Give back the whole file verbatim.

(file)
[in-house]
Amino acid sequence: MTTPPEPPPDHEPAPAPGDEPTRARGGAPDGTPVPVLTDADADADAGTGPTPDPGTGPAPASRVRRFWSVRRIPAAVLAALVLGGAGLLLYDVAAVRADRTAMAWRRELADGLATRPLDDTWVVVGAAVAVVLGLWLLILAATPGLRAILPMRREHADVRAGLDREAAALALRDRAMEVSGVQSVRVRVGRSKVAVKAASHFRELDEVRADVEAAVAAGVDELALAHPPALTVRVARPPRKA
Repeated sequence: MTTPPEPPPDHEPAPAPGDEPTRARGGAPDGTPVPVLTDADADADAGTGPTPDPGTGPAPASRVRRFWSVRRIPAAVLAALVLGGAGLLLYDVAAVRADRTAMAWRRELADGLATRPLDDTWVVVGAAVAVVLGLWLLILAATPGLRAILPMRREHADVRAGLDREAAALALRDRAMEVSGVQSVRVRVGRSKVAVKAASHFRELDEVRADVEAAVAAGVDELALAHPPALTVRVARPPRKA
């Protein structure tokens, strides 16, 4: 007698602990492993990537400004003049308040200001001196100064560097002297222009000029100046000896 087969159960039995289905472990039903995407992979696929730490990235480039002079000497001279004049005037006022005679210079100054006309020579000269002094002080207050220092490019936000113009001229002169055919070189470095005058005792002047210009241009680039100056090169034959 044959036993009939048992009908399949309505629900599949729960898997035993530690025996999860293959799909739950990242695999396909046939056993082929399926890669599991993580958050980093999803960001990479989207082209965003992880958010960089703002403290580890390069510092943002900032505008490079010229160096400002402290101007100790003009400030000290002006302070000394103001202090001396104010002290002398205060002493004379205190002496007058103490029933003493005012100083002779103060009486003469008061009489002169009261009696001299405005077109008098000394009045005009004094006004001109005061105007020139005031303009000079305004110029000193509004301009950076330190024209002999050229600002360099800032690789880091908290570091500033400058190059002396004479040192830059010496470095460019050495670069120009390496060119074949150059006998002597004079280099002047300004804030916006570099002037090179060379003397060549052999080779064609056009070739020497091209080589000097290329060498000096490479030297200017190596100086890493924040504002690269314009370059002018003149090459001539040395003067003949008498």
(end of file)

[in-house]
Amino acid sequence: MTTPPEPPPDHEPAPAPGDEPTRARGGAPDGTPVPVLTDADADADAGTGPTPDPGTGPAPASRVRRFWSVRRIPAAVLAALVLGGAGLLLYDVAAVRADRTAMAWRRELADGLATRPLDDTWVVVGAAVAVVLGLWLLILAATPGLRAILPMRREHADVRAGLDREAAALALRDRAMEVSGVQSVRVRVGRSKVAVKAASHFRELDEVRADVEAAVAAGVDELALAHPPALTVRVARPPRKA
Repeated sequence: MTTPPEPPPDHEPAPAPGDEPTRARGGAPDGTPVPVLTDADADADAGTGPTPDPGTGPAPASRVRRFWSVRRIPAAVLAALVLGGAGLLLYDVAAVRADRTAMAWRRELADGLATRPLDDTWVVVGAAVAVVLGLWLLILAATPGLRAILPMRREHADVRAGLDREAAALALRDRAMEVSGVQSVRVRVGRSKVAVKAASHFRELDEVRADVEAAVAAGVDELALAHPPALTVRVARPPRKA
């Protein structure tokens, strides 16, 4: 007698602990492993990537400004003049308040200001001196100064560097002297222009000029100046000896 087969159960039995289905472990039903995407992979696929730490990235480039002079000497001279004049005037006022005679210079100054006309020579000269002094002080207050220092490019936000113009001229002169055919070189470095005058005792002047210009241009680039100056090169034959 044959036993009939048992009908399949309505629900599949729960898997035993530690025996999860293959799909739950990242695999396909046939056993082929399926890669599991993580958050980093999803960001990479989207082209965003992880958010960089703002403290580890390069510092943002900032505008490079010229160096400002402290101007100790003009400030000290002006302070000394103001202090001396104010002290002398205060002493004379205190002496007058103490029933003493005012100083002779103060009486003469008061009489002169009261009696001299405005077109008098000394009045005009004094006004001109005061105007020139005031303009000079305004110029000193509004301009950076330190024209002999050229600002360099800032690789880091908290570091500033400058190059002396004479040192830059010496470095460019050495670069120009390496060119074949150059006998002597004079280099002047300004804030916006570099002037090179060379003397060549052999080779064609056009070739020497091209080589000097290329060498000096490479030297200017190596100086890493924040504002690269314009370059002018003149090459001539040395003067003949008498």